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Lebanon’s Health Ministry Confirms Four Cases of Monkeypox Since June

Lebanon’s Health Ministry Confirms Four Cases of Monkeypox Since June
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By Staff, Agencies

Four monkeypox cases have been recorded in Lebanon since June, the Health Ministry reported Friday, noting that all of the cases, who are isolated at home, are male with an age average of 41.5 and a history of travel.

The Lebanese Health Ministry’s report added that there have been 20 suspected cases of monkeypox in Lebanon, of which 12 were tested at Rafic Hariri University Hospital. Four tests came back positive.

“Confirmation of one case of monkeypox, in a country, is considered an outbreak,” according to the World Health Organization.

According to the United States’ Centers for Disease Control and Prevention, Lebanon is one of the 66 countries that have not historically reported monkeypox and that have cumulatively reported 15,605 cases, compared to 243 cases in the six countries that have historically reported monkeypox.

Lebanon’s Health Ministry has explained that monkeypox is caused by a virus that is transmitted to humans, either from animal to human – through contact with infected animals [rodents or monkeys] – or from human to human – through direct contact with skin lesions, bodily fluids, relations or indirectly through contaminated objects, especially bed sheets.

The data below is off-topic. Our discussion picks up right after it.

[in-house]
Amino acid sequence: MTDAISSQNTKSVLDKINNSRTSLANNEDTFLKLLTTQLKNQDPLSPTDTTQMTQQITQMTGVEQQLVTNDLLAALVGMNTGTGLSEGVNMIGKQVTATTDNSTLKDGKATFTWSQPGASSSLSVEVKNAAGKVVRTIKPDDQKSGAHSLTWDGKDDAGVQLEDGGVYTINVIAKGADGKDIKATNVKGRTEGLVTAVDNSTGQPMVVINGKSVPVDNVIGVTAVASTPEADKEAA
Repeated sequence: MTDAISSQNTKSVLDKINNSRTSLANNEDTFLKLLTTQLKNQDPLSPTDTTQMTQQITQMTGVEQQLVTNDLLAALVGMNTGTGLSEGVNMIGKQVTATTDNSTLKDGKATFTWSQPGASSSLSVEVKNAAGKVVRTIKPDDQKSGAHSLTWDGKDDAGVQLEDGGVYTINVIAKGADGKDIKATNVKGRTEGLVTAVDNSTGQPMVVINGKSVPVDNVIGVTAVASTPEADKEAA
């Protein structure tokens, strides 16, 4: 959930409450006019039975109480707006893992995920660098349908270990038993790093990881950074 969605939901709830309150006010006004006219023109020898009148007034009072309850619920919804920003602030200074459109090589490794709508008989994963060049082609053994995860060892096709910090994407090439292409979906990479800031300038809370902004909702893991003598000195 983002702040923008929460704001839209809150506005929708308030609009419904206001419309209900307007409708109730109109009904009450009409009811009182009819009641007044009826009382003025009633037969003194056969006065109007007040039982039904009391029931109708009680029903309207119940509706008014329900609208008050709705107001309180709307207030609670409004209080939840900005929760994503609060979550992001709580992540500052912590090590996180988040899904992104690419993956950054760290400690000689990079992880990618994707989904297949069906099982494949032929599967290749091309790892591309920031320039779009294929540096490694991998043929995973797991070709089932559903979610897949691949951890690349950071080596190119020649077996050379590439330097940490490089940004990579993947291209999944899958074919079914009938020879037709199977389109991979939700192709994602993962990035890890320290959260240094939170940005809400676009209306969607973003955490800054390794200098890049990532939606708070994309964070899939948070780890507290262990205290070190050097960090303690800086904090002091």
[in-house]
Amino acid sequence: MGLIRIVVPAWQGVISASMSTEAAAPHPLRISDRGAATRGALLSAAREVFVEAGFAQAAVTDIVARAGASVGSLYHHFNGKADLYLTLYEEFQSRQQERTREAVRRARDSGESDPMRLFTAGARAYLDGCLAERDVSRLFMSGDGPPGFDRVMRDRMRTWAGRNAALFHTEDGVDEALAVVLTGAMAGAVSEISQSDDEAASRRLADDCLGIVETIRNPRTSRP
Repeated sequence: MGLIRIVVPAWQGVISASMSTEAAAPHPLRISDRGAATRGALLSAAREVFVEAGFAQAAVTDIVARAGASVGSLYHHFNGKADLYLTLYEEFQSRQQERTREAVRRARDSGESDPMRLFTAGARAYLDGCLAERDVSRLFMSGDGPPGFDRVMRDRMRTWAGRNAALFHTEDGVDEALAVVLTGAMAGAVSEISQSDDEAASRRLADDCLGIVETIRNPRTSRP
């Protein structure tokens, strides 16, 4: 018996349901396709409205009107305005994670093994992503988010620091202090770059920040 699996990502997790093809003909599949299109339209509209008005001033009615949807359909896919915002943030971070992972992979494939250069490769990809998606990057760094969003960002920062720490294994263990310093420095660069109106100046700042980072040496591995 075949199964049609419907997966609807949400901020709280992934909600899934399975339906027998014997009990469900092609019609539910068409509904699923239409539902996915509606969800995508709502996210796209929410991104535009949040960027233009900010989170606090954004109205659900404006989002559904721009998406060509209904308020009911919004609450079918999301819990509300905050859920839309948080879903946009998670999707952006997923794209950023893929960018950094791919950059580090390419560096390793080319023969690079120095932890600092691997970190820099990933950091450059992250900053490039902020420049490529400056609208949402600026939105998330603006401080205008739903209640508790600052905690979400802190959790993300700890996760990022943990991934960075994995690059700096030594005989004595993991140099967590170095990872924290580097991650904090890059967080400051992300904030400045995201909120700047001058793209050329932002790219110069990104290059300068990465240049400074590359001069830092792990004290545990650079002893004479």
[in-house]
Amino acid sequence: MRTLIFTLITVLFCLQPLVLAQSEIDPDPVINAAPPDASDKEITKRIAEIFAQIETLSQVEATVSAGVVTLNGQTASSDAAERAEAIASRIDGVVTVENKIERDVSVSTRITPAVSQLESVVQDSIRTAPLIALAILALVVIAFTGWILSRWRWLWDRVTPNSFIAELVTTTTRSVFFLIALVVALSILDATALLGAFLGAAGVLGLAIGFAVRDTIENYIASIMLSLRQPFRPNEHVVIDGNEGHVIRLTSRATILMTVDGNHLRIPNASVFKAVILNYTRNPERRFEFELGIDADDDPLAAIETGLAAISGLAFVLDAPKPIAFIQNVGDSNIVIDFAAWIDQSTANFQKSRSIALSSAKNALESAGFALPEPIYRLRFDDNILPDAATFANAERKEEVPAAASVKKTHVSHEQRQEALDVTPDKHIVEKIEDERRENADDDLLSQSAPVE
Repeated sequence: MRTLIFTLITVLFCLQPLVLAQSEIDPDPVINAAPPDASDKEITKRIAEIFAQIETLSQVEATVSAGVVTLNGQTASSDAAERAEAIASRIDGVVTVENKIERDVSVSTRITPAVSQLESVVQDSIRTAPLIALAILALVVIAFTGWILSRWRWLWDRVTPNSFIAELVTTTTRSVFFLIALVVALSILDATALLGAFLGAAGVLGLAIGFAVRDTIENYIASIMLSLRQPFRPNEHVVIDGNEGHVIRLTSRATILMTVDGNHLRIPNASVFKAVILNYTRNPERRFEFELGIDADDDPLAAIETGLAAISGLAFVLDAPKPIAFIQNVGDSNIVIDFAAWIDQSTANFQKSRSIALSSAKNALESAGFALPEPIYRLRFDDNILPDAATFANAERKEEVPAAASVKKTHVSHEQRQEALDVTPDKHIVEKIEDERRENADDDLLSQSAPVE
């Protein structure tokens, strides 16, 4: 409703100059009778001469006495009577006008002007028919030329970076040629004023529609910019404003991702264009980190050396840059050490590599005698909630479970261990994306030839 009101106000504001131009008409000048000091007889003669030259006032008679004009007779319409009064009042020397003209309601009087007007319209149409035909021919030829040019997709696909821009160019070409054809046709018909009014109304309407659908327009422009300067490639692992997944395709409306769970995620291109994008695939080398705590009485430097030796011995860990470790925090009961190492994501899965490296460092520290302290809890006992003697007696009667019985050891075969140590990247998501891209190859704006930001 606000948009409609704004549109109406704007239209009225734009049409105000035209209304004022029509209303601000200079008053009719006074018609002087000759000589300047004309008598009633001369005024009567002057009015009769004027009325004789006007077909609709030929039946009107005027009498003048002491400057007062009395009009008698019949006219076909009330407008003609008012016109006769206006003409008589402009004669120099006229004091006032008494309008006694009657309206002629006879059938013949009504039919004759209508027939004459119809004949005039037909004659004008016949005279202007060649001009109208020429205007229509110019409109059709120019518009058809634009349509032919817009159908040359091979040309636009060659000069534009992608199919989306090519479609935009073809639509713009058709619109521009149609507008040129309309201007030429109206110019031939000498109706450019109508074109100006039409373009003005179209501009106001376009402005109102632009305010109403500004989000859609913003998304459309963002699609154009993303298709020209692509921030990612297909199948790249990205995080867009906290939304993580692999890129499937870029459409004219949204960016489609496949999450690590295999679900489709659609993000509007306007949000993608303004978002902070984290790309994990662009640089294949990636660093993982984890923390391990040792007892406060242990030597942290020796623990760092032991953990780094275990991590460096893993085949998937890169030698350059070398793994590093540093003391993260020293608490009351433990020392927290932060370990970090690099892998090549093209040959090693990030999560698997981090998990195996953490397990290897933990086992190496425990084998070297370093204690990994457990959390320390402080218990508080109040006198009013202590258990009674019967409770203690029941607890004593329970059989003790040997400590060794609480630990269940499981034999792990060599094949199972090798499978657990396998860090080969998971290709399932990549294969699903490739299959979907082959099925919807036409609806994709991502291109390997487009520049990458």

According to the CDC, symptoms of monkeypox include “fever, headache, muscle aches, chills, exhaustion and a rash that can look like pimples or blisters that appears on the face, inside the mouth, and on other parts of the body, like the hands, feet, chest, genitals, or anus”. The symptoms could last from two to four weeks, and the case fatality ratio has been around 3–6 percent.

The ministry urged the public to remain at a safe distance from infected people, not share their personal items, avoid animals from countries where the disease is endemic, and refrain from eating bushmeat.

Lebanon detected the first monkeypox case on June 20.


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